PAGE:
So now I’ve been home for 18 days. I’m still messed-up but coping a lot better, well if a sign of coping is getting through a day without crying than yep I’m doing better. I am still suffering from the suck-back big time! (thanks Antonia, thanks Danielle for that expression).

It’s such a strange selfish, hopeless feeling. On one hand I love my country and my city, I have an extremely fortunate life that has afforded me a 3 month trip to Kenya and I want to honour this life and show my gratitude but when I soak up the privileges I feel guilty as f”£k! I find myself checking the time and quickly calculating what time it would be in Kenya and then I work out what the Queens and Kings would be doing right now. I know some of their challenges now, I know their issues and I feel cut-off, I feel hopeless and helpless. I want them to know that I am thinking of them, trying to work through ways that I can continue to help. The things that underpin my personal philosophy to life is trusting relationships, and authenticity…these things are what are now cutting deep…do the children know that I want nothing more than to be there with them. Have I just added to the feelings of abandonment for some of them? Do they trust me when I said I was coming back, do they care, do they still remember me?

I feel like I plucked myself out of my life for 3 months and dropped myself into their lives for 3 months and then returned myself back to my life but now I know what they are facing every day, I have firsthand experience and knowledge of this country called Kenya. I am now aware of this incredible organisation called Rafiki Mwema and the incredible life-changing work of Play Kenya. I have built a relationship with over 60 children/ people aged from 3 years to 20 years old plus a heap of incredible men and women that supported me and welcomed me and taught me for 3 months and now it feels like my right arm has been cut off. I can’t see them. I can’t give them hug. I can’t ask them if there is anything that I can do to help them….I can’t unhear, I can’t unsee, I can’t unfeel all the things I have experienced nor do I want too. I feel like it’s all been switched off but I know it’s still going-on. I feel like I’m in the dark now. I’m a world away from them. It’s frustrating and it hurts my heart. All the children’s stories that I was privy to while visiting have begun surfacing for me now. When I was with the children I would park their story and just be in the moment with them. I tried to add a sparkle to their life and give them all my love, attention and care so they would feel special and important and validated and heard. Therefore, I didn’t spend time thinking about their individual tragic stories until now. I lie in bed and each of their faces pop into my mind and then their story follows. I didn’t learn everyone’s story and now I’m not sure whether knowing their history is better or worse. If I don’t know their story I tend to assume what has happened to them. I know whatever their story is that it would be tragic, unfair, unjust and brutal….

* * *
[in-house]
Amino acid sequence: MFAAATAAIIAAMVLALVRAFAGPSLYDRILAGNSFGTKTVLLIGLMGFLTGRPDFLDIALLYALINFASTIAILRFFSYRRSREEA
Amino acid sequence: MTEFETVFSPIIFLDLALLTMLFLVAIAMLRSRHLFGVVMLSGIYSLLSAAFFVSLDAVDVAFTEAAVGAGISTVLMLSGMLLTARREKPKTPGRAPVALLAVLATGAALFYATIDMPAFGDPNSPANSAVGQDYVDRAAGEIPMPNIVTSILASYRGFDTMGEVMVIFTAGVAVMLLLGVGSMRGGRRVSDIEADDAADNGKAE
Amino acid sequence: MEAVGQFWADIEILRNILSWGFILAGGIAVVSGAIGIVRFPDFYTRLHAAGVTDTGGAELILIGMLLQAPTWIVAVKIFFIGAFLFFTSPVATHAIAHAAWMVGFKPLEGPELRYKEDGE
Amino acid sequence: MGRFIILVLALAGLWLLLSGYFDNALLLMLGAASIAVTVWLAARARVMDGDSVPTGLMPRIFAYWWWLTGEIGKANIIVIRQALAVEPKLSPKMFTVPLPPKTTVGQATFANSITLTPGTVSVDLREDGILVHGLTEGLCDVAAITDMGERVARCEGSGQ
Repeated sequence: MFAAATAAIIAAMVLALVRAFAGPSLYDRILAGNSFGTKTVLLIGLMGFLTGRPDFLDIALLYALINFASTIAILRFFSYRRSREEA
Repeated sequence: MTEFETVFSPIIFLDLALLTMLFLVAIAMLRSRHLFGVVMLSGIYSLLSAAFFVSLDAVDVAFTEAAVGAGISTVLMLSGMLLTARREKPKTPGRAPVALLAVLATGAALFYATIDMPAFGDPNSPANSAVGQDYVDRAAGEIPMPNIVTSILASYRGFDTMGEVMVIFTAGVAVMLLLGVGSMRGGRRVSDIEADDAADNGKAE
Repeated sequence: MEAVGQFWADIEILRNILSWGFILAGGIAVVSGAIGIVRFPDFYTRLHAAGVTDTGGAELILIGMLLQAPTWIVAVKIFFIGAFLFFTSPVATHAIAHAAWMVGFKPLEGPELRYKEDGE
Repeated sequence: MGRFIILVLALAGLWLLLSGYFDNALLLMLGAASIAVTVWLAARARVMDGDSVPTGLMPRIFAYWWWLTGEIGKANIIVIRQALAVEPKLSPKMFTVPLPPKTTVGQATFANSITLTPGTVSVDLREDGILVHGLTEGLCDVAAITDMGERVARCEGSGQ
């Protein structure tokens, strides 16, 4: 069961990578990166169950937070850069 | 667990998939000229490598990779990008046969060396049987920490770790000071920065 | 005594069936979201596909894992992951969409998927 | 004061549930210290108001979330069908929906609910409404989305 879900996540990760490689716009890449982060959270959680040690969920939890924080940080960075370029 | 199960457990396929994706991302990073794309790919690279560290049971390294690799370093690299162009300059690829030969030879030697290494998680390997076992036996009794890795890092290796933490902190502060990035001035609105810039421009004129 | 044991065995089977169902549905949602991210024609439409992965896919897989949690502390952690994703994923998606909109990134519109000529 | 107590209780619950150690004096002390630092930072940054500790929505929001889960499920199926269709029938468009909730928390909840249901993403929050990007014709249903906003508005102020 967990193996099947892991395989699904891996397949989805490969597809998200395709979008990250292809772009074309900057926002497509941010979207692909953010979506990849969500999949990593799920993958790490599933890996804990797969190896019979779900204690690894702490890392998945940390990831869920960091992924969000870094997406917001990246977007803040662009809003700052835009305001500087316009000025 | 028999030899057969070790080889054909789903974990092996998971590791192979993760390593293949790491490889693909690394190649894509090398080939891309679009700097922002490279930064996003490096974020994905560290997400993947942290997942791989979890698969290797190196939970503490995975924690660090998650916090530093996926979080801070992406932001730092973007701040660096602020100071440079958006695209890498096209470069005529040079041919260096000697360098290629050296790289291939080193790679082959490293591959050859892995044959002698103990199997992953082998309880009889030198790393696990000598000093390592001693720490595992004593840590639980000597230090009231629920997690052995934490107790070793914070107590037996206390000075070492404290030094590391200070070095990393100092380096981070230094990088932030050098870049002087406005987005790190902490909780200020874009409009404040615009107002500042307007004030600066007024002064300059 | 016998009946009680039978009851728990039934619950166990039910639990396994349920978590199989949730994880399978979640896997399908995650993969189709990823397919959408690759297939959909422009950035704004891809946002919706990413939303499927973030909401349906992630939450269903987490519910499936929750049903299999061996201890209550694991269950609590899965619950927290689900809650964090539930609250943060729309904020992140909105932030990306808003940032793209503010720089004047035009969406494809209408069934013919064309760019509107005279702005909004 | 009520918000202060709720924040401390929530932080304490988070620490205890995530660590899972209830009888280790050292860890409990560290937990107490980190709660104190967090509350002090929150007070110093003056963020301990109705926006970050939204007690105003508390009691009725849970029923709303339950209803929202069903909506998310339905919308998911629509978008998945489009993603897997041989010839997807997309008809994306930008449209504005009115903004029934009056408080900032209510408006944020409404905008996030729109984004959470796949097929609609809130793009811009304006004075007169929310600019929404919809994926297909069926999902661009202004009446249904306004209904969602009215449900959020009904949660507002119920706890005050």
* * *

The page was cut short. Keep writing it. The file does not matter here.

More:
I find myself wanting to shout from the rooftops…doesn’t anyone else care??? I find myself so confused at times wondering why everyone isn’t turning their mind to supporting children in Africa?? And then I remind myself that everyone usually has their thing to support and I can’t expect everyone to feel as passionate about this cause as I do…. I also find myself wondering why people are so caught up in meaningless stuff and then I remind myself that it is all contextual and relative and I too was and will get sucked back into the problems of the privileged. These feelings and thoughts are confusing and make me feel like shit….

I know I am a different person now. I know how cliché that sounds but I don’t know how else to say it…my mind has been expanded, my heart has been enlarged my soul has been revamped and my perception of the world is very different. I got so much out of this adventure and I haven’t even touched on the Kilimanjaro climb yet!! I don’t want to make it all sound doom and gloom since I have returned. There is a part inside me that has now been set alight, a part of me that is breathing life for the first time. I feel like I am more knowledgeable to make better decisions. I feel like more of a global citizen than I was before I left. I feel like I have a way better understanding of diversity, equity and inclusion. I feel like I have grown 3 foot taller. I feel like my priorities have changed for the better…

I am so grateful for this experience and I have absolutely no regrets except maybe that I wish I had been brave enough to go for 12 months rather than 3. I honestly believe that if everyone had the time and resources to visit Africa the world would be a much better place. We have so much to learn from them.

I have had friends reach out to me, some friends that I haven’t spoken to in years…they all share the same message. They enjoyed the posts, they felt like they were there with me. Some are thinking of visiting Rafiki, lots are contemplating a trip to Africa now. I have seen the most beautiful humanity come out in my friends and family and I know my trip has left a mark on all of them….I have been shocked at how many of them have reached out in the last couple of week since I returned home checking-in with me, inviting me over to their places, allowing me loads of time to share my stories…I know I am blessed to have so many incredible people in my life.

I feel like I have been walking around in a movie since 30 Dec 2016 when I boarded a plane for Tanzania. So much has changed for me now….and I have so many possibilities at my fingertips. This experience has opened my eyes and I will be forever grateful to Constance Hall who introduced me to Rafiki and to Sarah Rosborg and Anne Marie for being two of the most inspirational women I have ever met. I feel like my life is probably going to take a whole new direction and I’m excited to see where I go….